In addition to Romney's finance chair Spencer Zwick, Solamere has also provided the campaign with its finance director, Richard Morley, and a western regional finance coordinator, Kaitlin O'Reilly. O'Reilly is listed as an executive assistant at Solamere, and also at SJZ LLC, which was founded by her boss Spencer Zwick. The SJZ LLC campaign finance consulting firm has billed Mitt's campaign over $2 million this election cycle as well as doing another $9,687,582 in billing to various Congressional Campaigns. The host of the private fundraiser at which Romney made his infamous "47%" speech was Marc J. Leder, co-CEO of Sun Capital, another "partner" of the Solamere fund.

As in virtually every close presidential race, Ohio may well hold the key to the Electoral College decision as to who will become the nation's next chief executive. The presence of Hart Intercivic machines in Hamilton County, home to Cincinnati, means there is a high likelihood the votes that will decide the presidency will be cast on them. Major media like CBS have begun reporting that Cincinnati could be "ground zero" in this year's election.

But these Hart machines are deeply flawed and widely know to be open to a troubling variety of attacks and breakdowns. There is no legal or other means to definitively monitor and re-check a tally compiled on Hart or other electronic voting machines. Ohio's current governor and secretary of state are both Republicans.

Does this mean the Romney investment in Hart Intercivic through H.I.G. Capital and Solamere will yield it not only financial profits but the White House itself?

Tune in during the deep night of November 7, when the electronic votes in swing state Ohio are once again opaquely reported to the nation and the world, without meaningful public scrutiny or legal recourse.

This piece was reprinted by Truthout with permission or license.

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America's Media Just Made Vote-Rigging Easier

Friday, 19 October 2012 10:15 By Victoria Collier, Truthout | News Analysis

http://truth-out.org/news/item/12213-americas-media-just-made-vote-rigging-easier

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Getting Elections Right in Venezuela and the US

Friday, 19 October 2012 00:00 By Antonio Gonzalez , Truthout | Op-Ed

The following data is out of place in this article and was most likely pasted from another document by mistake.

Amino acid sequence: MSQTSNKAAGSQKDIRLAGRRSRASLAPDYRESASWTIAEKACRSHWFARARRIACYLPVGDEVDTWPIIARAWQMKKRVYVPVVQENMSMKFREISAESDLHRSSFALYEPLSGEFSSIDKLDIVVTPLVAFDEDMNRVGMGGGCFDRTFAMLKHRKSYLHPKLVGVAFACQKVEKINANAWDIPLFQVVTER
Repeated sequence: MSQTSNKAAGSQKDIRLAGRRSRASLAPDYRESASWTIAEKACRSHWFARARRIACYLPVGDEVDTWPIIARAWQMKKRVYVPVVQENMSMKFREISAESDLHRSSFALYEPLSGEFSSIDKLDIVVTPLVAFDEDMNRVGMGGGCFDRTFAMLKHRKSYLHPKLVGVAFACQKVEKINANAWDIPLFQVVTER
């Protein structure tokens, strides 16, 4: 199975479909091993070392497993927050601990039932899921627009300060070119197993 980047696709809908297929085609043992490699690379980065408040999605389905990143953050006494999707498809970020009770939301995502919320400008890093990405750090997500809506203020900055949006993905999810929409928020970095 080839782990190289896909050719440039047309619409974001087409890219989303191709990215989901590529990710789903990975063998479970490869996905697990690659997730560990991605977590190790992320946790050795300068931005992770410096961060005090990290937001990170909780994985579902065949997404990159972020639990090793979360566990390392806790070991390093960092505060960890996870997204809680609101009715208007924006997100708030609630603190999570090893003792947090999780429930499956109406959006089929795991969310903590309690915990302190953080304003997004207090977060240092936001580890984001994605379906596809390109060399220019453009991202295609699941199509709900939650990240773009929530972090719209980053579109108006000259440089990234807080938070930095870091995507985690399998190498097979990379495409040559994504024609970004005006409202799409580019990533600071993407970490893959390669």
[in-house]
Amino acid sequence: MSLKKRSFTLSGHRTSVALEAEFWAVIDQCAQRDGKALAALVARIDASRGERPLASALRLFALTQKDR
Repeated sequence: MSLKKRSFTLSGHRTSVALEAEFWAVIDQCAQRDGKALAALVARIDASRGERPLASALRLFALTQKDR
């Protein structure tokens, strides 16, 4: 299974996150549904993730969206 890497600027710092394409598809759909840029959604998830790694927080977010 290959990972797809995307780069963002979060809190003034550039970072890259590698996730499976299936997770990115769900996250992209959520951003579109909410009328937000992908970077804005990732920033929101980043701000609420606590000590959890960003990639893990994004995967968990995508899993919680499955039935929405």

http://truth-out.org/opinion/item/12192-getting-elections-right-in-venezuela-and-the-us

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4 Comments


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[-] 3 points by beautifulworld (20483) 1 year ago

Good grief. Insanity.

[-] 1 points by bensdad (8977) 1 year ago

"If You Want To Win An Election, Just Control The Voting Machines"
by Thom Hartmann

Maybe Nebraska Republican Chuck Hagel honestly won two US Senate elections. Maybe it's true that the citizens of Georgia simply decided that incumbent Democratic Senator Max Cleland,
a wildly popular war veteran who lost three limbs in Vietnam, was, as his successful Republican challenger suggested in his campaign ads, too unpatriotic to remain in the Senate. Maybe George W. Bush, Alabama's new Republican governor Bob Riley, and a small but congressionally decisive handful of other long-shot Republican candidates really did win those states where conventional wisdom and straw polls showed them losing in the last few election cycles.

Perhaps, after a half-century of fine-tuning exit polling to such a science that it's now sometimes used to verify how clean elections are in Third World countries, it really did suddenly become inaccurate in the United States in the past six years and just won't work here anymore. Perhaps it's just a coincidence that the sudden rise of inaccurate exit polls happened around the same time corporate-programmed, computer-controlled, modem-capable voting machines began recording and tabulating ballots. But if any of this is true, there's not much of a paper trail from the voters' hand to prove it.